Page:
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Equity and Inclusion

Multiculturalism and the Media

February 06, 2013

  • Baratunde Thurston, who is billed as “a politically active, technology-loving comedian from the future,” wows a packed audience in Council Chamber.

How does the Internet bring communities together—and divide them? In what ways might social media serve as an agent for change and reconstruction of our identities? How have marginalized communities found a digital voice?

In November, the ninth annual Ray Warren Multicultural Symposium offered three days of discussions examining issues of race and ethnicity in connection with media and communication. Baratunde Thurston, author of How To Be Black and former director of digital for The Onion, addressed a standing-room-only crowd in Council Chamber with his keynote address titled “Why Is That Black Hunger Games Character Black? Looking at Race, Identity, and the Interwebs.” Merlyna Lim, a noted scholar of technology and engagement, spoke on mobilizing race and identity in the age of social media.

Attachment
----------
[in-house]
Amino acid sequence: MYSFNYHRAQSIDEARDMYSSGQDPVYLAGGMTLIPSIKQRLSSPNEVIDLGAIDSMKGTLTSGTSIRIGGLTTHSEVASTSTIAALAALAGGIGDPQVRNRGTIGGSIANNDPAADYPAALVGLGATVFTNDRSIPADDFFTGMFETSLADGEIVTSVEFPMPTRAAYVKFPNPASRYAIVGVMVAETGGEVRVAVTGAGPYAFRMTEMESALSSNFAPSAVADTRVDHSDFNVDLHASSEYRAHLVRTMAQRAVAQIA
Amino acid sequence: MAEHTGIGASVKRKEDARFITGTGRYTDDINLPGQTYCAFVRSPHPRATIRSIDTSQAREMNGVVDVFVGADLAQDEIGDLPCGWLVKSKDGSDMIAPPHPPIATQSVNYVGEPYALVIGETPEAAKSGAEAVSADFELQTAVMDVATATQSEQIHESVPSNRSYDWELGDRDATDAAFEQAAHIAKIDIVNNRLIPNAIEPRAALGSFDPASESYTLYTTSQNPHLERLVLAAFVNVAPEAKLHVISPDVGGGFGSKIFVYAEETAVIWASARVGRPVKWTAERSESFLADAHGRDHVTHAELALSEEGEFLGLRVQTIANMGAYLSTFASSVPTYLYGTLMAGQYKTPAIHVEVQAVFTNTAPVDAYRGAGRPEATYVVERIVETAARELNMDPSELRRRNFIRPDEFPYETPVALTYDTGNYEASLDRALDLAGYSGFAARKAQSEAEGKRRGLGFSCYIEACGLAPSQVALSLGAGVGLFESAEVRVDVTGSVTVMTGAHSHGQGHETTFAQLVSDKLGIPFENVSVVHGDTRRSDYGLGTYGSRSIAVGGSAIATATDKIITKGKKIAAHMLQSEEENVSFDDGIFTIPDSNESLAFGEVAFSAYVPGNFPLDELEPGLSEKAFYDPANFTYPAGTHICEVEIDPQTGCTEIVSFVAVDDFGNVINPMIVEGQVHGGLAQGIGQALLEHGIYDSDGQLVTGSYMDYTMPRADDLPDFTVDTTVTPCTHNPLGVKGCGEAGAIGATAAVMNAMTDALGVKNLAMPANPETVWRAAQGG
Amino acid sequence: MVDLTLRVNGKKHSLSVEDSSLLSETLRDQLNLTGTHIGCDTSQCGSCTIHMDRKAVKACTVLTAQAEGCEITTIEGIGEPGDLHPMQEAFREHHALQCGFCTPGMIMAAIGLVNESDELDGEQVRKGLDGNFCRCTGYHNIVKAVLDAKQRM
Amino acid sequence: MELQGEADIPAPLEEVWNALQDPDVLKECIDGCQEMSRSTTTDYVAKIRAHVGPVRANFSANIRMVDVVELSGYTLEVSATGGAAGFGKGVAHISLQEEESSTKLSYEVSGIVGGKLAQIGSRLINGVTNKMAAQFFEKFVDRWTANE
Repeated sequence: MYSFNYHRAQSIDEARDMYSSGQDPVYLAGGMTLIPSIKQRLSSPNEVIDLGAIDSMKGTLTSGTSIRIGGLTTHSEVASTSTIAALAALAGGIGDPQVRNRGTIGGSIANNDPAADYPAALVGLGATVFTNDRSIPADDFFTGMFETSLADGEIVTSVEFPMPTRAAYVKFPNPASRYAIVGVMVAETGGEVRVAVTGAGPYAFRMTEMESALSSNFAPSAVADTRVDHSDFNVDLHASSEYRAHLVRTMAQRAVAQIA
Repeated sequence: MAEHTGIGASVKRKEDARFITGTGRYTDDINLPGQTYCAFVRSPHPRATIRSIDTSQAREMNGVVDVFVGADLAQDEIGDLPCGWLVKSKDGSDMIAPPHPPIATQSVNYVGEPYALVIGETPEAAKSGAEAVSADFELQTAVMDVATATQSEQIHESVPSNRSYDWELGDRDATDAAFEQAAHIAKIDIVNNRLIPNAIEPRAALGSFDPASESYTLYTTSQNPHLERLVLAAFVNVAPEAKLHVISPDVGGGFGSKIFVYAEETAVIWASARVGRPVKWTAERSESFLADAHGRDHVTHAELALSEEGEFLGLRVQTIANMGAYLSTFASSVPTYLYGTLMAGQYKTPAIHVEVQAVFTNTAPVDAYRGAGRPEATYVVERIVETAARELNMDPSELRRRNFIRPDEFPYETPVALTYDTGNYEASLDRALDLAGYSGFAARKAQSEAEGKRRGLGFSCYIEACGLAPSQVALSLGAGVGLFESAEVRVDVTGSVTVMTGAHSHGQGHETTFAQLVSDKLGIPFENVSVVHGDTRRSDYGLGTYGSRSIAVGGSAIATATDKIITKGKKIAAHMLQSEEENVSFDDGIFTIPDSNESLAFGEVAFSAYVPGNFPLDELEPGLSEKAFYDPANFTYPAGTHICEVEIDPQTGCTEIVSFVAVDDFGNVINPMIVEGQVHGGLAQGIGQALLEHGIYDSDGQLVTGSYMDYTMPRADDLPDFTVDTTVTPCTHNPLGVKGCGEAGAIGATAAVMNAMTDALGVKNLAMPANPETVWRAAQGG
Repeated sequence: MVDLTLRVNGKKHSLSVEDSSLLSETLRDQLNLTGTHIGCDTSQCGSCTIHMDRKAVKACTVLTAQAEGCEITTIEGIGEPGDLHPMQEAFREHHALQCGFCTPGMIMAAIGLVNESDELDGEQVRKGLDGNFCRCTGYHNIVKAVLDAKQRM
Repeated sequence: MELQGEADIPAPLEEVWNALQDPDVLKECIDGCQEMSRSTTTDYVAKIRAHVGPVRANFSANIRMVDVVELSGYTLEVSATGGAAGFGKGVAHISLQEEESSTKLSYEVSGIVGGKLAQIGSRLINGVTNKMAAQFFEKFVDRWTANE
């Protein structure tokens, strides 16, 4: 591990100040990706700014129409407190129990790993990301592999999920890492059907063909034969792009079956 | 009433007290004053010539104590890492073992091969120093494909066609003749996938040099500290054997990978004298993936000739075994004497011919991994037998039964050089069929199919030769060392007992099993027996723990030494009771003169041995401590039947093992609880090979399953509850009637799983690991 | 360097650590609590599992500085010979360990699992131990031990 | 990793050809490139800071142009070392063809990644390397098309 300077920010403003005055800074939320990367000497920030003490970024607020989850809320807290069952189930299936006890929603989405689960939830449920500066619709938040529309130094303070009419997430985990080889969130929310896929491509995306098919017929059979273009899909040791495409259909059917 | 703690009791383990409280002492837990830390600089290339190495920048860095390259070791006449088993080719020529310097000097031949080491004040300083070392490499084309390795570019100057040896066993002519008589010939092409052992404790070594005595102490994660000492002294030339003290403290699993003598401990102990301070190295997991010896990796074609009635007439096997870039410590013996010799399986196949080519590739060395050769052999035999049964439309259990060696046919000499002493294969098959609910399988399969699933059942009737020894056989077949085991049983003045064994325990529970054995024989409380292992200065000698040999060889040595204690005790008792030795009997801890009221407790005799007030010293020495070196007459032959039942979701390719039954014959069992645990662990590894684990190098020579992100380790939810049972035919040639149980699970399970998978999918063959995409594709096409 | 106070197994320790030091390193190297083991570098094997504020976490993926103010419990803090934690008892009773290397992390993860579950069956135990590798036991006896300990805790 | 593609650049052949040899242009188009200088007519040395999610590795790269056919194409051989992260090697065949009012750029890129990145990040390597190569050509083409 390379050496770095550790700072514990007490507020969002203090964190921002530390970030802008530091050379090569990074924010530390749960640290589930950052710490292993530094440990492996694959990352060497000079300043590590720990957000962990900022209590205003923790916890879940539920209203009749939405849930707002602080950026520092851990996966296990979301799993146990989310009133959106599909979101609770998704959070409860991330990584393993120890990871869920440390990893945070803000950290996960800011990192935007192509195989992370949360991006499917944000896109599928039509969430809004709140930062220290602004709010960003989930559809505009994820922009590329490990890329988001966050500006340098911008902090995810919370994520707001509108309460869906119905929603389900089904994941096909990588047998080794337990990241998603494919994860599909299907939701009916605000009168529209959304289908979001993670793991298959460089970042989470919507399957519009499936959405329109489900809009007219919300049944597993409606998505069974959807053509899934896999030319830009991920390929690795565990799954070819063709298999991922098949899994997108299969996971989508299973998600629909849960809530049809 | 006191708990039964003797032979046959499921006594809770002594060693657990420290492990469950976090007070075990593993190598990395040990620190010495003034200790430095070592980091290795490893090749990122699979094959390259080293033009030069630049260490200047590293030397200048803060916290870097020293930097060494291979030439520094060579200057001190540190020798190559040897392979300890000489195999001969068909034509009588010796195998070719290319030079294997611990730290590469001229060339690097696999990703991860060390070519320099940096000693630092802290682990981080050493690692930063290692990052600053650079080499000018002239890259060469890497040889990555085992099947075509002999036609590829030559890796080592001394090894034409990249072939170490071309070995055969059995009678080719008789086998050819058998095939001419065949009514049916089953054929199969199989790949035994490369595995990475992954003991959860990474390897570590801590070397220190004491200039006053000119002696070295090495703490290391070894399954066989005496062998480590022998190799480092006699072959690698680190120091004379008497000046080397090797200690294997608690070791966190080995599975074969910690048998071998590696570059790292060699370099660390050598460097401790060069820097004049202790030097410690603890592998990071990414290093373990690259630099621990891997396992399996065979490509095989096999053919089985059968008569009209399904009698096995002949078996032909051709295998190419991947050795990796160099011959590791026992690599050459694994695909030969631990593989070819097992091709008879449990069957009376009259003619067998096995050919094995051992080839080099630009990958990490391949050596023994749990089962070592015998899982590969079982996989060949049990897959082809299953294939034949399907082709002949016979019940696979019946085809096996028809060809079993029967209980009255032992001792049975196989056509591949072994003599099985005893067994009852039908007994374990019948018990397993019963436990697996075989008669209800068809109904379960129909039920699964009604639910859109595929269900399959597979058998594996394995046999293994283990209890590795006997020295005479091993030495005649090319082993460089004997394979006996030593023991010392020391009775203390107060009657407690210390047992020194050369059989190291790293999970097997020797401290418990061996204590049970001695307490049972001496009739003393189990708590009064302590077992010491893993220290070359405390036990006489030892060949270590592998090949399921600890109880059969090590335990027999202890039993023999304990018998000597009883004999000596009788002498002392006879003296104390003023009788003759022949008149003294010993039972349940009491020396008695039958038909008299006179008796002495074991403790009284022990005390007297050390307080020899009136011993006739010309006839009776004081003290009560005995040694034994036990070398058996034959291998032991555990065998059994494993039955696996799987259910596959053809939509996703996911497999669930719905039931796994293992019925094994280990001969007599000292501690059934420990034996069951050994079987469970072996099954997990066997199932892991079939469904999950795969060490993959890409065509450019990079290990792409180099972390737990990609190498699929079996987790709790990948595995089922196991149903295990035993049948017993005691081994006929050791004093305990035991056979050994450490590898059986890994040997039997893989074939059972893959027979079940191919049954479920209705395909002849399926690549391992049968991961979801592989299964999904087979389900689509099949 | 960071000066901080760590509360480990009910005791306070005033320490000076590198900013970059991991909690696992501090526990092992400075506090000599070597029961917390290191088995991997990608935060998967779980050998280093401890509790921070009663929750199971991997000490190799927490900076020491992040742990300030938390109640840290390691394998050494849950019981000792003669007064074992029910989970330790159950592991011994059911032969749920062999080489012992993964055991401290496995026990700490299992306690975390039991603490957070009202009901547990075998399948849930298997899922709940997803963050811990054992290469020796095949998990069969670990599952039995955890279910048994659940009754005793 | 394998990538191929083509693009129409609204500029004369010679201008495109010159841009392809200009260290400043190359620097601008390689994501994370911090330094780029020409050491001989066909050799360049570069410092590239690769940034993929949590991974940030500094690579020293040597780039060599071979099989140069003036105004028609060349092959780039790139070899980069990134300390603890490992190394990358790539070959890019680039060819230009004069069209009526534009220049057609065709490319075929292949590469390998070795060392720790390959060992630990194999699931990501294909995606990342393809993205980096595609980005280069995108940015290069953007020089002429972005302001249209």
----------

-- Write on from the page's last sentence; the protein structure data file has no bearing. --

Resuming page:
The symposium concluded with a performance of the Race Monologues, written and performed by a group of Lewis & Clark students. Always a highlight of the symposium, the Race Monologues is an emotionally charged and thoughtful expression of students’ experiences with racism, ethnicity, and personal identity.

Find more keynotes online.

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